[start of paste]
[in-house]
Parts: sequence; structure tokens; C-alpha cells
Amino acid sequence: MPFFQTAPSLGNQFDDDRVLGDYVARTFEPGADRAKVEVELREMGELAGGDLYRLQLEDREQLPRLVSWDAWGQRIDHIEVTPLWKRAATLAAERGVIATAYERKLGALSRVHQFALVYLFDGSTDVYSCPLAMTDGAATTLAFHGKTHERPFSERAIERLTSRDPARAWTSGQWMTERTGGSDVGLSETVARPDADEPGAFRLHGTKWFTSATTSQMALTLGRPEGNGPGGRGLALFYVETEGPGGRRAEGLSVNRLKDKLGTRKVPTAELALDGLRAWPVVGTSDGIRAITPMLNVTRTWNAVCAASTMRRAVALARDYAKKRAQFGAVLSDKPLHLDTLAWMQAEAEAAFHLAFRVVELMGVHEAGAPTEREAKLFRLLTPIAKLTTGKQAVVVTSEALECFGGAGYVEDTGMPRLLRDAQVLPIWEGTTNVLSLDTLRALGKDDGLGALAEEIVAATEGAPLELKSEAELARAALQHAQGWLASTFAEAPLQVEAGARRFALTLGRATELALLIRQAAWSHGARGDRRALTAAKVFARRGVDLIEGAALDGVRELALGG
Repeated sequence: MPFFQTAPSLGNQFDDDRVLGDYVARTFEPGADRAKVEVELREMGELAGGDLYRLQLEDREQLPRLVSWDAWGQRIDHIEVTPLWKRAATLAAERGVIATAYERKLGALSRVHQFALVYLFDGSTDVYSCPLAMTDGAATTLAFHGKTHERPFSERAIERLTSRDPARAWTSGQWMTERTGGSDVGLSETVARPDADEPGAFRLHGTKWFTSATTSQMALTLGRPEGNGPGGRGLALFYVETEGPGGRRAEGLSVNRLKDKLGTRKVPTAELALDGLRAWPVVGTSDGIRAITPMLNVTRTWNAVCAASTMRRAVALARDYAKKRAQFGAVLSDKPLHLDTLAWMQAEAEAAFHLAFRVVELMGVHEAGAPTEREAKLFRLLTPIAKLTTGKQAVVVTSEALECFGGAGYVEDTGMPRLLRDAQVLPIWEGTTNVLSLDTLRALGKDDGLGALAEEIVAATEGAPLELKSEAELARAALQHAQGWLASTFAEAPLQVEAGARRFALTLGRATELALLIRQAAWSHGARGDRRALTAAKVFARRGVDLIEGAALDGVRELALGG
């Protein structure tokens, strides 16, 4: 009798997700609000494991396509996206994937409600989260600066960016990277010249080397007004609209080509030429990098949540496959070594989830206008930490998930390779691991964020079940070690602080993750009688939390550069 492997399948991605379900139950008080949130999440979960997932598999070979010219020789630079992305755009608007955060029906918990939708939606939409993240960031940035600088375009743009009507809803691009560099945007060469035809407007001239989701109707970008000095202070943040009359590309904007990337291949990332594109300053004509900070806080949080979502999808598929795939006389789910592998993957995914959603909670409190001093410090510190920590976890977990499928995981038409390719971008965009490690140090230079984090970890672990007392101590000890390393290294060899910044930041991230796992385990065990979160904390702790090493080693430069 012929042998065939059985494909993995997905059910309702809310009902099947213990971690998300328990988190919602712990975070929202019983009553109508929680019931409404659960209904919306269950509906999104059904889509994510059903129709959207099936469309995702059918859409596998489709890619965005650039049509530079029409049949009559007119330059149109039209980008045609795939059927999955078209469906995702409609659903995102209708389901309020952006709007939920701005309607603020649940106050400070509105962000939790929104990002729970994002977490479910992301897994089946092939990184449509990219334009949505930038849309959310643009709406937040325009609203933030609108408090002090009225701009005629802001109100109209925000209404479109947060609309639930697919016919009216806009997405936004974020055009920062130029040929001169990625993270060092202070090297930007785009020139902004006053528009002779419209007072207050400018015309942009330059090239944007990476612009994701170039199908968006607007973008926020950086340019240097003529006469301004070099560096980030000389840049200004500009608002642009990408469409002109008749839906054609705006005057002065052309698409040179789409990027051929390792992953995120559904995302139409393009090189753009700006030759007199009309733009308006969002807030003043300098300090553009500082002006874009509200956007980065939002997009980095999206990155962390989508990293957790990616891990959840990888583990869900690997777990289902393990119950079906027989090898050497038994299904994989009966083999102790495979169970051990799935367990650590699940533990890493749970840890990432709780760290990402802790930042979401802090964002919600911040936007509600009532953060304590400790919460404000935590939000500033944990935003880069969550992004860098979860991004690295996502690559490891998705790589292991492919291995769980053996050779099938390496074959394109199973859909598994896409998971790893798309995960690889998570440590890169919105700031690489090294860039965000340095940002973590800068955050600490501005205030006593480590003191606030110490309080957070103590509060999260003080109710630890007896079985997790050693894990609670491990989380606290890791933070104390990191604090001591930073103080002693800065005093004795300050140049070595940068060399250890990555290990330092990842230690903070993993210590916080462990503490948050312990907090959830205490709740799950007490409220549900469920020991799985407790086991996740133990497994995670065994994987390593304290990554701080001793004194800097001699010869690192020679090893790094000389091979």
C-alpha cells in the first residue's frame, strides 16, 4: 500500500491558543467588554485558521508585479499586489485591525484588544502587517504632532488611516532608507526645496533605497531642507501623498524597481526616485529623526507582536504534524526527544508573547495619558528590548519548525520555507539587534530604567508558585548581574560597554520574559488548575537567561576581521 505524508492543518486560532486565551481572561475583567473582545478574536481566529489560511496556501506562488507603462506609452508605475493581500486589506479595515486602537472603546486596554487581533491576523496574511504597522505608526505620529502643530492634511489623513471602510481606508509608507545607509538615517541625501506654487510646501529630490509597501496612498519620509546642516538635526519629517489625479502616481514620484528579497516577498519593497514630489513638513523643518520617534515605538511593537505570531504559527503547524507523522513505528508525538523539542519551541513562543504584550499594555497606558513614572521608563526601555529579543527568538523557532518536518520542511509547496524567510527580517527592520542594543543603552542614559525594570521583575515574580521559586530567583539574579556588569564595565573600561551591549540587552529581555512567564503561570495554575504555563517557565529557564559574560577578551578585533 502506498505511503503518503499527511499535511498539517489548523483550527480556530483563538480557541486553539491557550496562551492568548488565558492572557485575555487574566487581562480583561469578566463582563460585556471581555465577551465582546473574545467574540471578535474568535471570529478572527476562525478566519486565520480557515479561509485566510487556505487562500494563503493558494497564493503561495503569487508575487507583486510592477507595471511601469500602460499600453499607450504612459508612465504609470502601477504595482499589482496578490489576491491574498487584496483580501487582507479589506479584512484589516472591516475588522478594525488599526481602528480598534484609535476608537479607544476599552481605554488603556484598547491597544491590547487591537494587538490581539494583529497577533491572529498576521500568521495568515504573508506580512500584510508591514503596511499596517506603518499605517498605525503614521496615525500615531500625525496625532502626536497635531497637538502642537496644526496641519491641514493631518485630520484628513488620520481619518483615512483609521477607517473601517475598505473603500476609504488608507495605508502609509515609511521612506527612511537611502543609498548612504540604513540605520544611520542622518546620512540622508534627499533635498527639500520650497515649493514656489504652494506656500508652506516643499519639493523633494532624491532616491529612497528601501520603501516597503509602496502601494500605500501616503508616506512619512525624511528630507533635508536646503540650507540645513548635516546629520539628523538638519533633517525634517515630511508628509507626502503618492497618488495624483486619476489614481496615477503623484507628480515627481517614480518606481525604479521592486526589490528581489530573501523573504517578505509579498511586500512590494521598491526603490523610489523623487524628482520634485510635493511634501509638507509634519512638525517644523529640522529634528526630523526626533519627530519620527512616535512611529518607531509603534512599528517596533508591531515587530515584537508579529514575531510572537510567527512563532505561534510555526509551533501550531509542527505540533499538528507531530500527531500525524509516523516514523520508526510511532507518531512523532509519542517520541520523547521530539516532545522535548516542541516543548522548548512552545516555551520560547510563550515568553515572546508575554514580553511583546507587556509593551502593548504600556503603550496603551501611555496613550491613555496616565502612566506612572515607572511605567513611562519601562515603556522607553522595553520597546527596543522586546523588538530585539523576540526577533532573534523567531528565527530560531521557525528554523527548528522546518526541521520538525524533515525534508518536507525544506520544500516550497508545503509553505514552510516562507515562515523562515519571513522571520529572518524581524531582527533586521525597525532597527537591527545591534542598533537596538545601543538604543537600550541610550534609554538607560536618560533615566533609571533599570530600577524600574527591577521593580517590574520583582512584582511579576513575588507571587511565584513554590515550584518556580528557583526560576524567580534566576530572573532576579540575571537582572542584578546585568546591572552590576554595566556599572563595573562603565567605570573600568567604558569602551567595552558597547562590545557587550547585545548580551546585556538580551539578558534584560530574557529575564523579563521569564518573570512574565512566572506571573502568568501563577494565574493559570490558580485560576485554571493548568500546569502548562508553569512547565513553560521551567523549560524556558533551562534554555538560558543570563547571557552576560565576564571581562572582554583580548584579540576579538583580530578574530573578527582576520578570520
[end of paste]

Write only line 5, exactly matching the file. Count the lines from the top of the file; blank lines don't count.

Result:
């Protein structure tokens, strides 16, 4: 009798997700609000494991396509996206994937409600989260600066960016990277010249080397007004609209080509030429990098949540496959070594989830206008930490998930390779691991964020079940070690602080993750009688939390550069 492997399948991605379900139950008080949130999440979960997932598999070979010219020789630079992305755009608007955060029906918990939708939606939409993240960031940035600088375009743009009507809803691009560099945007060469035809407007001239989701109707970008000095202070943040009359590309904007990337291949990332594109300053004509900070806080949080979502999808598929795939006389789910592998993957995914959603909670409190001093410090510190920590976890977990499928995981038409390719971008965009490690140090230079984090970890672990007392101590000890390393290294060899910044930041991230796992385990065990979160904390702790090493080693430069 012929042998065939059985494909993995997905059910309702809310009902099947213990971690998300328990988190919602712990975070929202019983009553109508929680019931409404659960209904919306269950509906999104059904889509994510059903129709959207099936469309995702059918859409596998489709890619965005650039049509530079029409049949009559007119330059149109039209980008045609795939059927999955078209469906995702409609659903995102209708389901309020952006709007939920701005309607603020649940106050400070509105962000939790929104990002729970994002977490479910992301897994089946092939990184449509990219334009949505930038849309959310643009709406937040325009609203933030609108408090002090009225701009005629802001109100109209925000209404479109947060609309639930697919016919009216806009997405936004974020055009920062130029040929001169990625993270060092202070090297930007785009020139902004006053528009002779419209007072207050400018015309942009330059090239944007990476612009994701170039199908968006607007973008926020950086340019240097003529006469301004070099560096980030000389840049200004500009608002642009990408469409002109008749839906054609705006005057002065052309698409040179789409990027051929390792992953995120559904995302139409393009090189753009700006030759007199009309733009308006969002807030003043300098300090553009500082002006874009509200956007980065939002997009980095999206990155962390989508990293957790990616891990959840990888583990869900690997777990289902393990119950079906027989090898050497038994299904994989009966083999102790495979169970051990799935367990650590699940533990890493749970840890990432709780760290990402802790930042979401802090964002919600911040936007509600009532953060304590400790919460404000935590939000500033944990935003880069969550992004860098979860991004690295996502690559490891998705790589292991492919291995769980053996050779099938390496074959394109199973859909598994896409998971790893798309995960690889998570440590890169919105700031690489090294860039965000340095940002973590800068955050600490501005205030006593480590003191606030110490309080957070103590509060999260003080109710630890007896079985997790050693894990609670491990989380606290890791933070104390990191604090001591930073103080002693800065005093004795300050140049070595940068060399250890990555290990330092990842230690903070993993210590916080462990503490948050312990907090959830205490709740799950007490409220549900469920020991799985407790086991996740133990497994995670065994994987390593304290990554701080001793004194800097001699010869690192020679090893790094000389091979």